Pros of having sliding windows installed:

  1. Sliding windows do not take up much space.
  2. They are easy to open.
  3. Sliding windows tend to be cheaper due to their simple designs.
  4. Since you get to crack the window open just a little bit or open it all the way, this type of window gives you better control over air circulation.
  5. They are very durable.

Cons of having sliding windows installed:

  1. The tracks are not that easy to clean.
  2. The design is not necessarily modern.

Window type 3: Double Hung Windows

What are double-hung windows?

Double-hung windows are quite possibly the most popular type of window. It is very similar to sliding windows, except that in that the two large sashes slide up and down within vertical tracks instead of horizontally.

Pros of having double hung windows installed:

  1. You have the freedom of opening them as wide as you want.
  2. You have a wider selection of styles and sizes when compared to sliding windows.
  3. The springs or weights used in the design make the windows easier to open and close.
  4. The vertical tracks do not accumulate dirt easily.

Cons of having double hung windows installed:

  1. Their design makes them dangerous for little children.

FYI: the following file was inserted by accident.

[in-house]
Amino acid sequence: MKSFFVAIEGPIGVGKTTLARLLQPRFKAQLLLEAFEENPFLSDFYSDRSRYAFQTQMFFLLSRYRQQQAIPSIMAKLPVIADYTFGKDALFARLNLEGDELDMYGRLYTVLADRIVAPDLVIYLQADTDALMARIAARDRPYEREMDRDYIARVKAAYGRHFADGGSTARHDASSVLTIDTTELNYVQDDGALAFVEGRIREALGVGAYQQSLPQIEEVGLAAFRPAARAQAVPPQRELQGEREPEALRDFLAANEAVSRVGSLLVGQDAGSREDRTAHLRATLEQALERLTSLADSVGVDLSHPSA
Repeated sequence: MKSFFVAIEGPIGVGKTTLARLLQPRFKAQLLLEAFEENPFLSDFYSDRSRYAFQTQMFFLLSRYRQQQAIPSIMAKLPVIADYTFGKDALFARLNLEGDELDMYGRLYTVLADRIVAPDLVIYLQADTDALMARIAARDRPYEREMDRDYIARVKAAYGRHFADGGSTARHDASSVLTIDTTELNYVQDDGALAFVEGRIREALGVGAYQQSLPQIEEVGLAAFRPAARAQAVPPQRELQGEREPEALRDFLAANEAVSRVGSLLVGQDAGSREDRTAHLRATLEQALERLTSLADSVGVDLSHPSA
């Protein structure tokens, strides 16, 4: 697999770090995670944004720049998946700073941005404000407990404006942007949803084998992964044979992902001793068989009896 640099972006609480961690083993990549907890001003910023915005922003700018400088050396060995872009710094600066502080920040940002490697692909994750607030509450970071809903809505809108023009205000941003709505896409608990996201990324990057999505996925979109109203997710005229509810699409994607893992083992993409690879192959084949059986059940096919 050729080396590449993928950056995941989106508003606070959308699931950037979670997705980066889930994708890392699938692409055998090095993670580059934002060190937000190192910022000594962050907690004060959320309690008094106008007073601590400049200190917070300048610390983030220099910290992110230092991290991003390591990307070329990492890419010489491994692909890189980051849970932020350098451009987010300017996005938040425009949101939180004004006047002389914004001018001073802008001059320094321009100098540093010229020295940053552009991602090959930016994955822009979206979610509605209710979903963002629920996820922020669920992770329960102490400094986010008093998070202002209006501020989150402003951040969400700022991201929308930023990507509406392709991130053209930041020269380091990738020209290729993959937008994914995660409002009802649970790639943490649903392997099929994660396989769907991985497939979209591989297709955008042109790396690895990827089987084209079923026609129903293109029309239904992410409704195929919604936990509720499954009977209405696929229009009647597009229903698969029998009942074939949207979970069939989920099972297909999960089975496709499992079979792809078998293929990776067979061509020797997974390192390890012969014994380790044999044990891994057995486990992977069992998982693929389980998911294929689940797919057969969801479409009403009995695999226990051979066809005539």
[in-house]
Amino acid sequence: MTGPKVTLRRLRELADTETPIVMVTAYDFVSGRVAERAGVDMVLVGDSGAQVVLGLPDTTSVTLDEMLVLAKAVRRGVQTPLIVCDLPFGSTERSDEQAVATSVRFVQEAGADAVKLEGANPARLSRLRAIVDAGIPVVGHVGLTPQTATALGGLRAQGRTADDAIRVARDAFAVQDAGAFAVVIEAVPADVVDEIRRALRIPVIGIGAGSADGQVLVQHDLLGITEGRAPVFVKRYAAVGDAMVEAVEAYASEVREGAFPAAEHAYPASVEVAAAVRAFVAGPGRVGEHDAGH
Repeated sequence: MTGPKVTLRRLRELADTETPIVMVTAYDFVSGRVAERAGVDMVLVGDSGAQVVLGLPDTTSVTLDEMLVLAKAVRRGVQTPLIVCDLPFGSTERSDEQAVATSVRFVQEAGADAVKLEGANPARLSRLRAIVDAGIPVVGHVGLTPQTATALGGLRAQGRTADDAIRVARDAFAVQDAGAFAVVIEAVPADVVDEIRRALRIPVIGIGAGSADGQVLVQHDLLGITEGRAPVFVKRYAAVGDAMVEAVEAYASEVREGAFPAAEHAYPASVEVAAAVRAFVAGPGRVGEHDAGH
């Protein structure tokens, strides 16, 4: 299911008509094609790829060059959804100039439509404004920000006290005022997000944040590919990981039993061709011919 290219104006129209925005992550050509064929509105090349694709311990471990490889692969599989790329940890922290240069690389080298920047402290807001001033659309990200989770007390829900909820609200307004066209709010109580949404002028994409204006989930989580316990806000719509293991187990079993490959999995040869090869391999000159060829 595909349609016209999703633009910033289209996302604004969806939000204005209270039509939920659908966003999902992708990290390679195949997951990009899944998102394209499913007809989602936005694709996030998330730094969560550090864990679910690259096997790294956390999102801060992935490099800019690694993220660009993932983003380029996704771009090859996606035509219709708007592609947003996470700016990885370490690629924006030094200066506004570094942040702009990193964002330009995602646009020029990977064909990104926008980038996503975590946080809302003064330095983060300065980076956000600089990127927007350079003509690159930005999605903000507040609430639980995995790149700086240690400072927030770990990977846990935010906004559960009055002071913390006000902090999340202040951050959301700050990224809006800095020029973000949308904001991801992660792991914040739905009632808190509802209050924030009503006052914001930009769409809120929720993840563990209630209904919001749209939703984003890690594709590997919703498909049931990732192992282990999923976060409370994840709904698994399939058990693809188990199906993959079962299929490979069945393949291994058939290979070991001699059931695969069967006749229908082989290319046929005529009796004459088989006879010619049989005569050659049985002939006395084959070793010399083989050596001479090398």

2. This type of window needs maintenance to ensure that the springs or sash cords do not wear out.

Window type 4: Casement Windows

What are casement windows?

Casement windows are very popular windows that open outwards. They open outwards horizontally via cranks mounted on hinges. These hinges are located on one side of the window and are found both at the top and bottom of the windows. Essentially, when you open the window, it will open like a door with one side of the window staying stationary.

Pros of having casement windows installed:

  1. They probably offer the best over control airflow than any other type of windows.
  2. Since its seal is pretty tight, it is very energy efficient –  it can easily keep out drafts.
  3. Their design allows a lot of light in.

Cons of having casement windows installed:

  1. Casement windows are vulnerable to strong winds.
  2. Because of its cranking mechanism, it has greater chances of breaking when compared to the other window types mentioned in this list.

Part 1 of the Ultimate Guide to Kitchen Renovation: Can I Remodel My Kitchen on a Budget?